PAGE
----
Cuccinelli's letter was released Tuesday by Menendez and Durbin, who along with Rubio and Sens. Patrick LeahyPatrick Joseph LeahyFinger-pointing, gridlock spark frustration in Senate Data shows seven Senate Democrats have majority non-white staffs Senate panel advances bill targeting online child sexual abuse MORE (D-Vt.) and Cory BookerCory Anthony BookerDemocrats blast Trump for commuting Roger Stone: 'The most corrupt president in history' Koch-backed group urges Senate to oppose 'bailouts' of states in new ads Data shows seven Senate Democrats have majority non-white staffs MORE (D-N.J.) introduced in February a bill to legislate TPS for Venezuelans rather than wait for an executive designation.

"President Trump cannot have it both ways," wrote Menendez and Durbin in a statement.

"He cannot warn Americans that Venezuela is so dangerous they should avoid traveling there and then turn around and tell Venezuelans in the U.S. they are forced to return. It’s time for Congress to be consistent and humane and overrule this outrageous Trump policy," they added.

 
USCIS did not immediately return a request for comment.

The Trump administration has taken the lead in imposing sanctions on Venezuelan President Nicolás Maduro and in January was the first country to recognize National Assembly head Juan Guaidó's claim to the country's presidency.

Rubio, the lone Republican signatory of the March 7 letter, downplayed the significance of USCIS's missive, as it didn't explicitly deny the request.

He also noted that it's nearly impossible for the United States to deport a Venezuelan national, saying, "We don’t even have direct flights, and certainly our relations — to deport someone you have to have some agreement with the government, and the acknowledged government of Venezuela is the Guaidó government, not the Maduro one."

"So my bigger concern is that if someone who is Venezuelan is taken in, they spend two or three weeks in detention, for example, and then they’re let go, but they were held for two or three terrible weeks," said Rubio in a hallway interview, according to his office.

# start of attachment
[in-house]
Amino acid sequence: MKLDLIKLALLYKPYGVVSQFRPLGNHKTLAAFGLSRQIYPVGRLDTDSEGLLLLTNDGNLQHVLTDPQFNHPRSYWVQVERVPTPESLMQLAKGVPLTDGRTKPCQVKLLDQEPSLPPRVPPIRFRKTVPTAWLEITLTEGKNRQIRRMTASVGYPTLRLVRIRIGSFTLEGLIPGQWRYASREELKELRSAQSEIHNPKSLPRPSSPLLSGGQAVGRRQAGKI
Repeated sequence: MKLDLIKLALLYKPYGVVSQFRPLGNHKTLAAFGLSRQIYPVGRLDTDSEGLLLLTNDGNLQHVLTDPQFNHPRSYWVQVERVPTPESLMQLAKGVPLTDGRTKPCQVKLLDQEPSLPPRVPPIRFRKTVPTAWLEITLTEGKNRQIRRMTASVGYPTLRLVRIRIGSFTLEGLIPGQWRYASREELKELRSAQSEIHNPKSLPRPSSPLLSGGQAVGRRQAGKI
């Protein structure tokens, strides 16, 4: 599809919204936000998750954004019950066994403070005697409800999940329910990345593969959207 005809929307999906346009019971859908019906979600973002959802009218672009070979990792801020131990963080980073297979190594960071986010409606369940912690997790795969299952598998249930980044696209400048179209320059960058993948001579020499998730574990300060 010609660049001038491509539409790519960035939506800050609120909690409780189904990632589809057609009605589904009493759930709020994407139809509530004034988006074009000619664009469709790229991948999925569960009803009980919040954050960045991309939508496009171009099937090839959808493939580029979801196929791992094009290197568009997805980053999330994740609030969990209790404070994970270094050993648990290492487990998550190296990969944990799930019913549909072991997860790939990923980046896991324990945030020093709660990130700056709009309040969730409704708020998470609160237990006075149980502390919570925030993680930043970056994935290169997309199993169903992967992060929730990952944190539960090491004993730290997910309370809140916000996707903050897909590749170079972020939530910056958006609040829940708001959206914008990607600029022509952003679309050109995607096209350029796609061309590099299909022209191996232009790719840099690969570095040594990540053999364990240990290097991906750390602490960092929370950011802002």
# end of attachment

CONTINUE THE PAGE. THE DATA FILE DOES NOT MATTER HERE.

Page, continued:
"And you know, they lose their job, they spend money on lawyers and the like. I’d like to see — obviously I support TPS, but I’d like to see some other administrative remedy because frankly we’re wasting money going after people we shouldn’t be deporting and couldn’t even if we wanted to," he added. 

Venezuelan TPS has become a sticking point for the administration, as rebuttal of Maduro's regime is a primary hemispheric foreign policy priority for Trump, but the administration has fought domestically to drastically reduce the size of TPS.

Since taking office, Trump has ordered termination of TPS for an array of countries, including El Salvador, Haiti, Nicaragua, Sudan, Honduras and Nepal.

The rescision orders for El Salvador, Haiti, Nicaragua and Sudan were blocked by the courts in October, and the Trump administration put on hold its termination orders for Honduras and Nepal pending results of the initial TPS litigation.

In all, more than 300,000 people currently live in the United States under TPS, and some have held the status for more than two decades.

Previous administrations more or less summarily renewed TPS designations every 18 months; the Trump administration has said that's a violation of the program's temporary nature.

In his letter, Cuccinelli noted a "separation of powers concern" regarding TPS.

"As long as courts continue to displace executive branch authority to terminate TPS status, it makes a decision to exercise the discretion in the first place considerably more complicated and more akin to permanent status, rather than temporary," wrote Cuccinelli.